Bhutan King appoints election commissioner for 2008 polls
Jigme Wangchuck also announced the appointments of two other key constitutional posts in the country's first formal steps towards democracy.world Updated: Jan 05, 2006 15:48 IST
The king of Bhutan has appointed an election commissioner as part of the Himalayan country's moves towards parliamentary democracy in 2008, state media reported.
King Jigme Singye Wangchuck also announced the appointments of two other key constitutional posts in the first formal steps towards the transformation.
The appointments were a "significant step forward in the process towards a democratic constitutional monarchy", Bhutan's national newspaper, the Kuensel, said in a report posted on its website on Wednesday.
Dasho Kunzang Wangdi was named election commissioner while Neten Zangmo was appointed as head of the anti-corruption commission and Ugyen Chhewang becomes the auditor general.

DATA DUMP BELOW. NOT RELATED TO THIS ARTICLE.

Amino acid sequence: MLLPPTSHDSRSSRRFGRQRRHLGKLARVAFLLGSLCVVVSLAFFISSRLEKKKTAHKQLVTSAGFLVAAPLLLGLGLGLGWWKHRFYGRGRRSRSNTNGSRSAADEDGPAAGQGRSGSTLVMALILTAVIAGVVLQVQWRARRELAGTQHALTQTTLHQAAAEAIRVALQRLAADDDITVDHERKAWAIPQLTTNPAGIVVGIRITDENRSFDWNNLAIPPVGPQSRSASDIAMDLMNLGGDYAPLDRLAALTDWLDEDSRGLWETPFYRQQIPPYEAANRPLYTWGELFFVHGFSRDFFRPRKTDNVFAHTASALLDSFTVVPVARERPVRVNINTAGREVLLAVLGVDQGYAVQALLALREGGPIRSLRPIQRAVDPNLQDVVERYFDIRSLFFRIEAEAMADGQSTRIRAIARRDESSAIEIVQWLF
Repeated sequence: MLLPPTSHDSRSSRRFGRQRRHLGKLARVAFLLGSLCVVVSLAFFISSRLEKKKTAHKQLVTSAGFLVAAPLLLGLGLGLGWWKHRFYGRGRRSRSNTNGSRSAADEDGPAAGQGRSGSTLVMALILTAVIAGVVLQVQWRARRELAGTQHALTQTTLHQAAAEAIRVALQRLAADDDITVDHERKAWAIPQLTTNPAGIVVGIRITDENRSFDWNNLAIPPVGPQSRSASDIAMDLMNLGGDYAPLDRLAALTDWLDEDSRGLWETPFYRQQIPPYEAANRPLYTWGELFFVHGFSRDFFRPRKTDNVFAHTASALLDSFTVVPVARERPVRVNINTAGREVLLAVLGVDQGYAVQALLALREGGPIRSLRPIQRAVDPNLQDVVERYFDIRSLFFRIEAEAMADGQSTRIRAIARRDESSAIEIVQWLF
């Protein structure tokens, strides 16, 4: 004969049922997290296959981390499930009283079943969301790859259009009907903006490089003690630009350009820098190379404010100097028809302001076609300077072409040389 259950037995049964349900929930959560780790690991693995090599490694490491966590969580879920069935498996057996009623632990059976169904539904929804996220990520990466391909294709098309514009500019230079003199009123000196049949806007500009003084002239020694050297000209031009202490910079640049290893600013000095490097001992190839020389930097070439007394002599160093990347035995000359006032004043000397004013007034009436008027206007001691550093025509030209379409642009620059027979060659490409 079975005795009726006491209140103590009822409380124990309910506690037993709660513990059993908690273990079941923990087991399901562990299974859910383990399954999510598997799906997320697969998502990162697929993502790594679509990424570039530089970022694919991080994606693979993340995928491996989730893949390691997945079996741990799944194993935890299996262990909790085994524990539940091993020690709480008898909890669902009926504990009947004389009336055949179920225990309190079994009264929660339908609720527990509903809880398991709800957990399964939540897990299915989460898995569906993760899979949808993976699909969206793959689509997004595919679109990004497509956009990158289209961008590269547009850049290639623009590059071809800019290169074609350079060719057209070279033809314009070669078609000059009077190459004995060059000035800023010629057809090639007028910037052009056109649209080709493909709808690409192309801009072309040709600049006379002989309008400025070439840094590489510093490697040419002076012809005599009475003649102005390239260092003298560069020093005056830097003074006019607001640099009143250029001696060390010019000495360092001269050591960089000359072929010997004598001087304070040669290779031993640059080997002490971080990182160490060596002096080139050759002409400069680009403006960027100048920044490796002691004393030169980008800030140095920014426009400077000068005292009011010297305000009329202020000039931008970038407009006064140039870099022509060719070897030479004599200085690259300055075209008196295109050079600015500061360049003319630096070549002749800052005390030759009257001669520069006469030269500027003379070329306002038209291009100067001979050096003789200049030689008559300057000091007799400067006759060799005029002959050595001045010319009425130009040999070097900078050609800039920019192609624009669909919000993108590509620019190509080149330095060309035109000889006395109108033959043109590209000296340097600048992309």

"All three are interim appointments made in preparation for the general elections in 2008," the Kuensel said.
The 50-year-old king announced last month that he was abdicating the throne in favour of his eldest son, Crown Prince Jigme Khesar Namgyal Wangchuck, 25, ahead of prime ministerial elections in 2008.
"The chief election commissioner would have to finalise the constituencies for the election as well as the electoral rolls and election schedules for the general elections in 2008," the Kuensel said.
The king also spelt out the responsibilities of the anti-corruption commission in "rooting out corruption through timely and effective checking on the use of public funds and resources," the report said.
"The auditor general's office would help in promoting effective and efficient government auditing to enhance professionalism," it added.
Bhutan's transition towards democracy began four years ago when the king handed over the powers of daily governance to a council of ministers.
Last year, Bhutan unveiled a 34-point constitution, which is expected to be ratified in a referendum for which the date has yet to be set.
Once adopted, the constitution will replace a royal decree of 1953 giving the monarch absolute power in the Buddhist nation of around 600,000 people.
The current king is the fourth ruler in the Wangchuck dynasty that came to power in December 1907.